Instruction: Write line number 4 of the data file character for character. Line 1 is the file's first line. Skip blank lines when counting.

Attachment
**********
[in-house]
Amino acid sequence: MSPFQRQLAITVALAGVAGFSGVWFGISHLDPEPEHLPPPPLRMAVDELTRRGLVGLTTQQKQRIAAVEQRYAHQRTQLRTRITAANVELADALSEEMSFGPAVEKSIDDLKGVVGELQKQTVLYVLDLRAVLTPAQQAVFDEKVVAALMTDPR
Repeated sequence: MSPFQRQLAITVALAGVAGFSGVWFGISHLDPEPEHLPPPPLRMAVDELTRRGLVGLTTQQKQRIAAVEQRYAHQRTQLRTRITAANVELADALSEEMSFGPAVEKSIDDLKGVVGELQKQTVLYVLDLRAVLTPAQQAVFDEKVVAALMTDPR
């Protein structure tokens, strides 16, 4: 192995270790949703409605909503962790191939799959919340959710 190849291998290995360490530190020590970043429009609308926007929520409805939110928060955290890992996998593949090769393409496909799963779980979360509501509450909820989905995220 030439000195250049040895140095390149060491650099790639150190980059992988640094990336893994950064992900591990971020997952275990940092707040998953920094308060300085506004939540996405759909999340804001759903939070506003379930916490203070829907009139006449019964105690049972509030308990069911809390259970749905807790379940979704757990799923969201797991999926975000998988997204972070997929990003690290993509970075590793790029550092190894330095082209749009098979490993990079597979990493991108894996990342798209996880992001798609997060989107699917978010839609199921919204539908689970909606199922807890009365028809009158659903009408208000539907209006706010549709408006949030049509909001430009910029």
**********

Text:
């Protein structure tokens, strides 16, 4: 192995270790949703409605909503962790191939799959919340959710 190849291998290995360490530190020590970043429009609308926007929520409805939110928060955290890992996998593949090769393409496909799963779980979360509501509450909820989905995220 030439000195250049040895140095390149060491650099790639150190980059992988640094990336893994950064992900591990971020997952275990940092707040998953920094308060300085506004939540996405759909999340804001759903939070506003379930916490203070829907009139006449019964105690049972509030308990069911809390259970749905807790379940979704757990799923969201797991999926975000998988997204972070997929990003690290993509970075590793790029550092190894330095082209749009098979490993990079597979990493991108894996990342798209996880992001798609997060989107699917978010839609199921919204539908689970909606199922807890009365028809009158659903009408208000539907209006706010549709408006949030049509909001430009910029």